Phil Dacey’s Act of Desperation
Alderman-elect Phil Dacey acted in good faith, but in desperation. At the last moment he brought up the charge that long-time politician Donna Kuzemchak ignored city property taxes. Certainly, I never heard it before.
Ms. Kuzemchak and I are not sympathetic; we both are Democrats. Mr. Dacey is not; he is a member of the Grand Old Party. They were both elected a week ago; so was sitting Mayor Randy McClement. Since Ron Young’s tenure in City Hall, the voters have split control over Frederick, except Jennifer Dougherty’s single term. That’s when dear Donna impressed me as caring only about herself.
That’s a long step away from doing something stupid.
Republican Phil Dacey belongs to a dying political party, as I have written before. You know what I believe: The GOP peaked in 2010, the election after the American people chose its first African American president. Barack Obama was nominated again and he stood against Mormon George Romney, who lost last November unexpectedly. The numbers were there; people were not. There’s been a puzzlement ever since.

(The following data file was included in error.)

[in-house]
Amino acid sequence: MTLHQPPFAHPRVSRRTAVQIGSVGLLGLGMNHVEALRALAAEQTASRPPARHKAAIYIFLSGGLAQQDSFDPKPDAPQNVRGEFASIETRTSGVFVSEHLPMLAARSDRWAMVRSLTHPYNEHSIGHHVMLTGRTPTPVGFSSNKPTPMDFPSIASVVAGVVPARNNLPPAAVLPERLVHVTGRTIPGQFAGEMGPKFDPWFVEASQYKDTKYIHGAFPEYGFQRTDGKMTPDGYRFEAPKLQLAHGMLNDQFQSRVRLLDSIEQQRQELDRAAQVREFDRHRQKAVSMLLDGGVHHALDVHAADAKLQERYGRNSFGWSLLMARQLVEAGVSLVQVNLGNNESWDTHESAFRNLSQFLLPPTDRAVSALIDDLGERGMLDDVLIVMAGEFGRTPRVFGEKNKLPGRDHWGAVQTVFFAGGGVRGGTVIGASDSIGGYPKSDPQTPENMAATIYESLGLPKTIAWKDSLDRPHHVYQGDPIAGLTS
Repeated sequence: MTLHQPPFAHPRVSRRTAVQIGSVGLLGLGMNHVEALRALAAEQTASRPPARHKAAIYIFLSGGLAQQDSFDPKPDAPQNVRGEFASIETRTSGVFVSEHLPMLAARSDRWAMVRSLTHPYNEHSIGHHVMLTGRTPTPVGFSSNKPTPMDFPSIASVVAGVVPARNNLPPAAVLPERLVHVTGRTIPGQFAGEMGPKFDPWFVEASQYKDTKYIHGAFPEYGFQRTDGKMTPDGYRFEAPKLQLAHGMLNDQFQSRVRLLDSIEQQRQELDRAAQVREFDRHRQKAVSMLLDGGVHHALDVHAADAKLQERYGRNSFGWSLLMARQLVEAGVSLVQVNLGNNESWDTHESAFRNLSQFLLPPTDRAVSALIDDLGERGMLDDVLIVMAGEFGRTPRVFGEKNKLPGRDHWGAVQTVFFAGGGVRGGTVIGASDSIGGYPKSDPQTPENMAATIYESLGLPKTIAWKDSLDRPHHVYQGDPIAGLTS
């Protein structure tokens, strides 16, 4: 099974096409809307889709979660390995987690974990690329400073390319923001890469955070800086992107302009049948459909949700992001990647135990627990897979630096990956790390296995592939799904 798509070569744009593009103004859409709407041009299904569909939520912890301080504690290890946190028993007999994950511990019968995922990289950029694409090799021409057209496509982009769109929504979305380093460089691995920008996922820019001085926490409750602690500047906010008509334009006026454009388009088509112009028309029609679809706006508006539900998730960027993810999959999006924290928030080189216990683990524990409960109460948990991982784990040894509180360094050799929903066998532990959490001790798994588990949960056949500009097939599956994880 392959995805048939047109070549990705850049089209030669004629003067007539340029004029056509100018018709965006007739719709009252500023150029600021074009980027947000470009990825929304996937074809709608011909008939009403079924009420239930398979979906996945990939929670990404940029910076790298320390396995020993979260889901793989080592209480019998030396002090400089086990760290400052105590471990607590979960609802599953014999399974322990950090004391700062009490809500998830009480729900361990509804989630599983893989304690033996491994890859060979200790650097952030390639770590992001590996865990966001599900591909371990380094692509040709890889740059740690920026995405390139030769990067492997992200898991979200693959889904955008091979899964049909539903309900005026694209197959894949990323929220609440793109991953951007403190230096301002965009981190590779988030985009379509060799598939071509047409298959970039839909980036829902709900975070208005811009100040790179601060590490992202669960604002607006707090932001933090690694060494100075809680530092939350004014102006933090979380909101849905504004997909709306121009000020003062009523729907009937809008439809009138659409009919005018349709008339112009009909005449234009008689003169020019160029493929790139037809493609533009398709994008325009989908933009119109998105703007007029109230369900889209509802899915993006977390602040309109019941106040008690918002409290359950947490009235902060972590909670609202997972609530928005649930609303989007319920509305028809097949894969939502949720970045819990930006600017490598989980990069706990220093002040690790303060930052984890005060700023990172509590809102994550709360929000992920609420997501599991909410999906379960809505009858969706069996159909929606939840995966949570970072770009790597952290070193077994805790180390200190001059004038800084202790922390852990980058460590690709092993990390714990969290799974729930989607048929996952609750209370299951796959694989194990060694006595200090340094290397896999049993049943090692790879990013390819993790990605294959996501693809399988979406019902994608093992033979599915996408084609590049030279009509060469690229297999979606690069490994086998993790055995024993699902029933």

Funded by the state Republican Party, the message was telephoned to faithful members and anyone that Annapolis “knew” was leaning in their direction. Ever since, the robocalls have been under discussion, especially within Independent ranks. Not favorably. A year from now, Blaine Young faces no shoo-in. And the Board of County Commissioners, it faces a hard row to hoe, as spiritual companions of Mr. Young.
’Tis true, the national GOP faces similar challenge. Republicans in Tea Parties threaten to sunder the right-wing apart. In the name of fundamentalism, they want politics made simple. But it’s late. They are dealing with human beings. The two parties have been around enough they’re inured: after all, the system has been around for a couple of centuries. Other countries have comparable/longer records. For example, the Roman Empire emerged from democracy into dictatorship.
The Tea Party might be fairly compared now to Rome at the time of Caesar’s murder. But there is no Marc Anthony to point out where the system has grown beyond the Founders’ intention. No, the tragedy took place through ordinary actions.
After all the Frederick public participated some 22 percent – without Mr. Dacey, a lawyer. He’s one of five aldermen. Randy McClement doesn’t strike me as anyway as radical. While the very serious question sticks around through 2014. In particular, I have Blaine Young in mind. Off the elections of 2010, he was presumed as invincible. Rumors of his being governor made little sense to me; Republican Larry Hogan staked out the right-wing side. It seemed to me the Frederick young man was forced into defending his position in a Democratically-controlled jurisdiction: Will he or will he not? I was never comfortable with either answer.
Contributing to my confusion was the “candidate’s” vacillating nature; he can be straight as a dye, but Blaine Young was not. Meanwhile, Phil Dacey certainly didn’t help.